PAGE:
Have you ever had that one project you could never put down? A passion that haunts you, and won’t let you go, no matter how many failures you encounter along the way?
That’s how treasure hunts have been for me.
When I’m making a treasure hunt, walking through a city looking for hidden locations in plain sight, I’m making my dreams come true.
It surprised me to realize that I have spent five years actively trying to get these treasure hunts to work. Once I made a real-life superhero to try implementing this concept on a city-wide basis, and although the project spectacularly failed, I was able to work with the idea enough that I was finally able to make a functional treasure hunt for World Domination Summit in 2014.
(Disclaimer: I also made a treasure hunt for WDS in 2013 as well, but in keeping with my RLSH character, I did it guerilla-style. It was totally unsanctioned and without permission. People still had a good time doing it anyways. You can read about that first treasure hunt here.)
While I’m out scouting for locations to hide my treasure chests, flexing my clever muscles to construct the riddles and clues that stitch them all together, I always feel more passionate and alive.
This cause for this could very well be that one of the best moments of my life was during my very first treasure hunt, when I proposed to my wife.
The Origin of my Treasure Hunt Fixation
We were living in Santa Fe, the city of Holy Faith, and I was attending St. John’s College, studying the classics while we both worked in restaurants and loved being young and in love.
I told my then-girlfriend that we had to go to campus for a half hour on Saturday, because of a meeting I had with a tutor, and after that I could drive her to work.
She got all dressed up and hung out in the parking lot for half an hour while I planted clues around the beautiful campus. I had no meeting. I had a plan.
Laying out the clues was really fun. I got my taste of climbing buildings here, because my perch to make sure that she was able to smoothly go from place to place and clue to clue was on a rooftop.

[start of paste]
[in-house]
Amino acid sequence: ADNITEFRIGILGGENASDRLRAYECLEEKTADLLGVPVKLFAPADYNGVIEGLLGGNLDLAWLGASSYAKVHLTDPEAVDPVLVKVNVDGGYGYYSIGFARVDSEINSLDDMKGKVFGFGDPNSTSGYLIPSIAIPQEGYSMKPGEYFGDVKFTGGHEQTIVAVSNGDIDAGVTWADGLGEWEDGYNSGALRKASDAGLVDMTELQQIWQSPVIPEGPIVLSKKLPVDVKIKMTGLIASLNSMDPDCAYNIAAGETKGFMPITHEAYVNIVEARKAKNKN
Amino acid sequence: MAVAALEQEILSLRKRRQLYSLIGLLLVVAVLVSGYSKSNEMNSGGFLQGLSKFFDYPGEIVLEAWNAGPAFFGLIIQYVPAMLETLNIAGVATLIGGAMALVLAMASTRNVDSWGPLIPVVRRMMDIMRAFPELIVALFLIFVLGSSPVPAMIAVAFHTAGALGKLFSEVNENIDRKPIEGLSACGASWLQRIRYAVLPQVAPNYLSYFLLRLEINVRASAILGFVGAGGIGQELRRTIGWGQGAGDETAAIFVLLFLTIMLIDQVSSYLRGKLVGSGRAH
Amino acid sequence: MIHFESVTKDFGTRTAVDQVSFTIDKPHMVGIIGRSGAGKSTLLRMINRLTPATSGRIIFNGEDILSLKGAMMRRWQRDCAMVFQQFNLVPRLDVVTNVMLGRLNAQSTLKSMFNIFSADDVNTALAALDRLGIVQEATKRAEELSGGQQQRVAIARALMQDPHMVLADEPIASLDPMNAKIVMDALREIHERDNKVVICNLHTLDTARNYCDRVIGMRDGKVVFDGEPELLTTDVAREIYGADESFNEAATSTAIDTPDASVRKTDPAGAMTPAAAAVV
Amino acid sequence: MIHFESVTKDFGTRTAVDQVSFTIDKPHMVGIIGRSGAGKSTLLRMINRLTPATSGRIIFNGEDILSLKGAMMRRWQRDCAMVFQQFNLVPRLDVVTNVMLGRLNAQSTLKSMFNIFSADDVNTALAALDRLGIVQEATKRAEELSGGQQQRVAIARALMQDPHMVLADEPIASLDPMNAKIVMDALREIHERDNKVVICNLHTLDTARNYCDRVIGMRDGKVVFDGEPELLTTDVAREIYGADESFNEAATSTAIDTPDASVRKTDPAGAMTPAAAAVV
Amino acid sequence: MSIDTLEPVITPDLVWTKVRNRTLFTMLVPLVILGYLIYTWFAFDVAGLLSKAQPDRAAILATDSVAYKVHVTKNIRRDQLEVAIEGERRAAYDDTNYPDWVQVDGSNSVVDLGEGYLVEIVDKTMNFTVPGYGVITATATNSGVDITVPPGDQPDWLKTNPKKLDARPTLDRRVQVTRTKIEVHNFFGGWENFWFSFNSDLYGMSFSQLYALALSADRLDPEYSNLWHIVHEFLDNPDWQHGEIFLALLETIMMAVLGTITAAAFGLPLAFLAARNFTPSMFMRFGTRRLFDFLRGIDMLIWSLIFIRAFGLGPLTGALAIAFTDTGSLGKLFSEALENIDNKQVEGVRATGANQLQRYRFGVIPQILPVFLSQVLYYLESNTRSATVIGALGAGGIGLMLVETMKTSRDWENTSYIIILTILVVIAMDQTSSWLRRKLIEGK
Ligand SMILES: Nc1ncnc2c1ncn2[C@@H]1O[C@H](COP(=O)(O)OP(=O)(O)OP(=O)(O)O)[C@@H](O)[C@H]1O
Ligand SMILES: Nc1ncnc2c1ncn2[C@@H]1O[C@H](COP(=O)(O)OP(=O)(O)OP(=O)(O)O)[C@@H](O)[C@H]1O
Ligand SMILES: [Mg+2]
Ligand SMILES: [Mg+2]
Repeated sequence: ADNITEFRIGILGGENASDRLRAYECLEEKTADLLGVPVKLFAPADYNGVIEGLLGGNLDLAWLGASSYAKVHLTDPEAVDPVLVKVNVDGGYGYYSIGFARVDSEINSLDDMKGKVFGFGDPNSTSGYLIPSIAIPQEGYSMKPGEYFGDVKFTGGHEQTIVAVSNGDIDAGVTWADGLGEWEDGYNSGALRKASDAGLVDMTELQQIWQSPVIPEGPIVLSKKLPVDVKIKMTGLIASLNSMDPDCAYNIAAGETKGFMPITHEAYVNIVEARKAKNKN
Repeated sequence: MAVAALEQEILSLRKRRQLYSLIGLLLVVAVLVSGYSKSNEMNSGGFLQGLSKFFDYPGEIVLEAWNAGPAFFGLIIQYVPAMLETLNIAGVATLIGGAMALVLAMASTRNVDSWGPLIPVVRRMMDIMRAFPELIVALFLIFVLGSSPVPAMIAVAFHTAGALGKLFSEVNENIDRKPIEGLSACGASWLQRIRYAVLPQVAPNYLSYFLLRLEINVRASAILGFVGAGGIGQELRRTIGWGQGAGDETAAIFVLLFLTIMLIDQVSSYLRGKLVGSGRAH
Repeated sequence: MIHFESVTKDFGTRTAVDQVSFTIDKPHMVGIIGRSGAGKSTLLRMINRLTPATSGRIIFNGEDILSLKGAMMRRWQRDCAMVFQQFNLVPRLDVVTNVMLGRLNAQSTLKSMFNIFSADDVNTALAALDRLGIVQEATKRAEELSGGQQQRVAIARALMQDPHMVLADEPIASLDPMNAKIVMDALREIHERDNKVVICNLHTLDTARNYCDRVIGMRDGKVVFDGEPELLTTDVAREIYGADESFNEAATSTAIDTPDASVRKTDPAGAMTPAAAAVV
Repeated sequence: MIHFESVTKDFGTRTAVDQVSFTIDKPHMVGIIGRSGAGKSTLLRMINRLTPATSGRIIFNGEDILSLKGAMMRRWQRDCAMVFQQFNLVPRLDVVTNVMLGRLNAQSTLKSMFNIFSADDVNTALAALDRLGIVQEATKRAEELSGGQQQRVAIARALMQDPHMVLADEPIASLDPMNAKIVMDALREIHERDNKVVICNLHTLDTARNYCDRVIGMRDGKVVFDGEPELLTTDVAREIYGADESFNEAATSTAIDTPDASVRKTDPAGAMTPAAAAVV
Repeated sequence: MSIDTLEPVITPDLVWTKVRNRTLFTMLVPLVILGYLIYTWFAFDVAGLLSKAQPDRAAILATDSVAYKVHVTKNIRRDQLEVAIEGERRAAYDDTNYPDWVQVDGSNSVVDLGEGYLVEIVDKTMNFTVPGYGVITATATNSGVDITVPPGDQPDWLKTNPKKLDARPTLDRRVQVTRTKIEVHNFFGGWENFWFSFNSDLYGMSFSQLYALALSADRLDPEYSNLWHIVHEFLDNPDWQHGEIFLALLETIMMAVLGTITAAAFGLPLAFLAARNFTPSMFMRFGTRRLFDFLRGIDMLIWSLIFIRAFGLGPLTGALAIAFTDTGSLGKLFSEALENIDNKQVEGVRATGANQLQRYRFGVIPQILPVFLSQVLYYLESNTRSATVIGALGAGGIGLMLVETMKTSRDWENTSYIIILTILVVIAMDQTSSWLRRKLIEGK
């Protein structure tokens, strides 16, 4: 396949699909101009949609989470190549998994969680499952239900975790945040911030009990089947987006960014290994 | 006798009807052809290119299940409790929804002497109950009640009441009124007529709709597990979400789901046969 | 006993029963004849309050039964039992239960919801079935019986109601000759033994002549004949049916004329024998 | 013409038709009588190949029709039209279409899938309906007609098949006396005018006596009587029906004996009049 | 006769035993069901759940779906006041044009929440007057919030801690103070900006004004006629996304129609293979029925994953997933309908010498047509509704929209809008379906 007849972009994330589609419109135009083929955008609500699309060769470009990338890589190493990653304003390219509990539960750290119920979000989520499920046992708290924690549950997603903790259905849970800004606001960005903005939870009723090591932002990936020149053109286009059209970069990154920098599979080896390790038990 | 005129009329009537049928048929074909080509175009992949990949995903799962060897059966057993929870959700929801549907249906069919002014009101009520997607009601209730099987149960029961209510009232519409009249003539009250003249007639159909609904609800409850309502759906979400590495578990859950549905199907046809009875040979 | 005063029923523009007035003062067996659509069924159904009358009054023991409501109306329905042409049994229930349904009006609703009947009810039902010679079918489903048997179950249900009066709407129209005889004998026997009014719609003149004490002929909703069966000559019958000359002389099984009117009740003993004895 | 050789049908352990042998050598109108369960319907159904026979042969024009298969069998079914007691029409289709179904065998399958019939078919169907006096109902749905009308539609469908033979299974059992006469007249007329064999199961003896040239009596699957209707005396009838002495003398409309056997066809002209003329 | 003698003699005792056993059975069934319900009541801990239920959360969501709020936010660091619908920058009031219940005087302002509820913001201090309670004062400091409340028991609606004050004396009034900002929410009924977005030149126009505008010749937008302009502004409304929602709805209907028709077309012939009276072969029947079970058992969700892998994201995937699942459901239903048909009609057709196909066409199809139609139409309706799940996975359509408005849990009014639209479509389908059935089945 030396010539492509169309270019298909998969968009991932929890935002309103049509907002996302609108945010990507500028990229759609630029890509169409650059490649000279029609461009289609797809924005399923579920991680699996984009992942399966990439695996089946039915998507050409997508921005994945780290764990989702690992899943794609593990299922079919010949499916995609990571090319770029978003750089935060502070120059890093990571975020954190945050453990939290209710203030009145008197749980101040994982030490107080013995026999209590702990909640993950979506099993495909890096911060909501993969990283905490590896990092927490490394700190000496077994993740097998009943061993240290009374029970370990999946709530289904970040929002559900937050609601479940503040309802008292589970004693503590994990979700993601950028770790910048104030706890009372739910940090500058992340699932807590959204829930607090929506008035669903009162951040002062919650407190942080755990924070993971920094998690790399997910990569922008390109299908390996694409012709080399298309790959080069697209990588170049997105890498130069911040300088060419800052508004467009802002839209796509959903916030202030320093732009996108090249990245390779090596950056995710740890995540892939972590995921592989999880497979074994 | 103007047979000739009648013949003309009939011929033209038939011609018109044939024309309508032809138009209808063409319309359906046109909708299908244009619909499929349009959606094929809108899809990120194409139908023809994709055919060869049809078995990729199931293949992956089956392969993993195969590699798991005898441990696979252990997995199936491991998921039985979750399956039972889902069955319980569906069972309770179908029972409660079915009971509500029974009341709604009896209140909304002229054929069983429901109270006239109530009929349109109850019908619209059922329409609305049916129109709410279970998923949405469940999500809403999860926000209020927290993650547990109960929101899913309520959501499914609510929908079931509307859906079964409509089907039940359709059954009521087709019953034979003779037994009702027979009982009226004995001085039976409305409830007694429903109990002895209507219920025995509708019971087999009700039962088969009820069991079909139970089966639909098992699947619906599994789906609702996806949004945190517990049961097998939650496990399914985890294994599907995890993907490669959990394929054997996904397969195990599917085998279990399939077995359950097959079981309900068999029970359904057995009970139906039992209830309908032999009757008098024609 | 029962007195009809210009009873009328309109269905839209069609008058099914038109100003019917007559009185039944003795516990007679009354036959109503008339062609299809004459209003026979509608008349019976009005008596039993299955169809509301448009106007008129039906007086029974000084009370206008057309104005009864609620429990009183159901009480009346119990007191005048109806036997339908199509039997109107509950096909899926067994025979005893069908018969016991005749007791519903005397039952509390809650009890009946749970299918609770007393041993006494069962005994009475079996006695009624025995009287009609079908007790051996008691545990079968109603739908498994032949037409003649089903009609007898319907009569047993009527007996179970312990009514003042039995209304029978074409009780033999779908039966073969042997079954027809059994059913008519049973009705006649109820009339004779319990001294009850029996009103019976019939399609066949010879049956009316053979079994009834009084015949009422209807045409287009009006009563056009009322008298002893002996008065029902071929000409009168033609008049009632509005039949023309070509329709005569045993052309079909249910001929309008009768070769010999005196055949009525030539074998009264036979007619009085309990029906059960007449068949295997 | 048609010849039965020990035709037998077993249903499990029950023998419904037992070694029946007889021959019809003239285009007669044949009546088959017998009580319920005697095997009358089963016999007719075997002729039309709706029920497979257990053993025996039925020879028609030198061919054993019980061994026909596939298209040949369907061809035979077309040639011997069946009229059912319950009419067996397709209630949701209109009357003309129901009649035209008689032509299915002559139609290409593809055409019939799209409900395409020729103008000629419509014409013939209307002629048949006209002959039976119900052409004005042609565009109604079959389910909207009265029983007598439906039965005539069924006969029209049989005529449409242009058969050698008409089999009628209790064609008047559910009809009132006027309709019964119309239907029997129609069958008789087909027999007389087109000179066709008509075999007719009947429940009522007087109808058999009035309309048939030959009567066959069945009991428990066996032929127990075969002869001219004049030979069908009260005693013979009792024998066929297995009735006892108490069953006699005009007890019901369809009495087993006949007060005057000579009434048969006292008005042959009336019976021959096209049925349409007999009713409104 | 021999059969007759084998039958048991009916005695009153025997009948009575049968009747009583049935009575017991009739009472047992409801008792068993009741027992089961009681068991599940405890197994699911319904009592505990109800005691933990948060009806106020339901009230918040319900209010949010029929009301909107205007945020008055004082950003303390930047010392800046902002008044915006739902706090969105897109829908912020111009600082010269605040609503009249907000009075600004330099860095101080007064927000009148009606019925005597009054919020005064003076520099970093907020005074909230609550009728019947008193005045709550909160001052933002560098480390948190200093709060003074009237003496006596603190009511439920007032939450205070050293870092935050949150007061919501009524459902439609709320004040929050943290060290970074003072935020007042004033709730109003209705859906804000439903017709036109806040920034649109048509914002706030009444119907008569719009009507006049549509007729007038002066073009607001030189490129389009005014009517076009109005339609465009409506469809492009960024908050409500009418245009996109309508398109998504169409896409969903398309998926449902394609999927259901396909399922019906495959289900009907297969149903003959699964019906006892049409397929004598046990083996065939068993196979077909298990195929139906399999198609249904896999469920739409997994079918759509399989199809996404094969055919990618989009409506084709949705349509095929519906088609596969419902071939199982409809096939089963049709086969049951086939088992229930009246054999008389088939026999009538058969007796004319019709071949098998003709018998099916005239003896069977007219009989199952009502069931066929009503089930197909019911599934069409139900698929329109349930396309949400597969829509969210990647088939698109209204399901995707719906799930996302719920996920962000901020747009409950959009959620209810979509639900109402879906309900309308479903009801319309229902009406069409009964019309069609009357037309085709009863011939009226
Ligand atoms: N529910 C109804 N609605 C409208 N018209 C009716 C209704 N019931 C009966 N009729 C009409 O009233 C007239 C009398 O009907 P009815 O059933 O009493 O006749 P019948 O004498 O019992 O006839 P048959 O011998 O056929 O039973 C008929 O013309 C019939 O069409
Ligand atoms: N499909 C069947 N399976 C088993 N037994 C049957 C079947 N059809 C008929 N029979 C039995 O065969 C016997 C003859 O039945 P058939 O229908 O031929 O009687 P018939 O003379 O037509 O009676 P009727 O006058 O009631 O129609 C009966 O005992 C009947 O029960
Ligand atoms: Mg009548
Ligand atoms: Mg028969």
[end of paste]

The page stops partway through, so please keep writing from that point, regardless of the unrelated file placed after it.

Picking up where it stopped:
I found an idle family nearby with an adorable three year old daughter, and I asked this child to deliver the first clue to my lady. As soon as she received it, she later said, she knew I was going to propose.
The thick, rich paper was folded into a large rectangular envelope, sealed with wax. She broke the seal and unfolded the large piece of parchment to find a poem in iambic pentameter, written in calligraphy with thick, dark ink. The content of the poem was a riddle, playfully and coyly inviting her into campus, to the heart of the library, where she found an identical envelope, with another riddle. The answer to each riddle was another location on campus, and she followed this unexpected path with a grin on her face as she wandered around campus, following my clues, hunting for her prize.
We had known we would marry each other ever since we met. We both knew within a week of dating that our search was over, and we would someday find ourselves in a proposal. I had to make the event something worthy of my beautiful lady.
At the end of my very first treasure hunt, my future wife discovered me waiting by the koi pond, ring in hand, on one knee.
It took me weeks to plan it all in secrecy, along with the weekend getaway to Taos to celebrate. The car was all packed with clothes and food, and she had the night off of work, unbeknownst to her, and we got in the car and left that very moment to celebrate our formal engagement.
That was one of the best days of my life.
It was full of treasures that were not given to me, or discovered around me – these were treasures that I earned, by planning them, by visualizing them, and by making them happen.
That’s probably why I love treasure hunts so much, and why I love making things happen: because it reminds me of when I made a marriage proposal into an adventure, for an audience of one.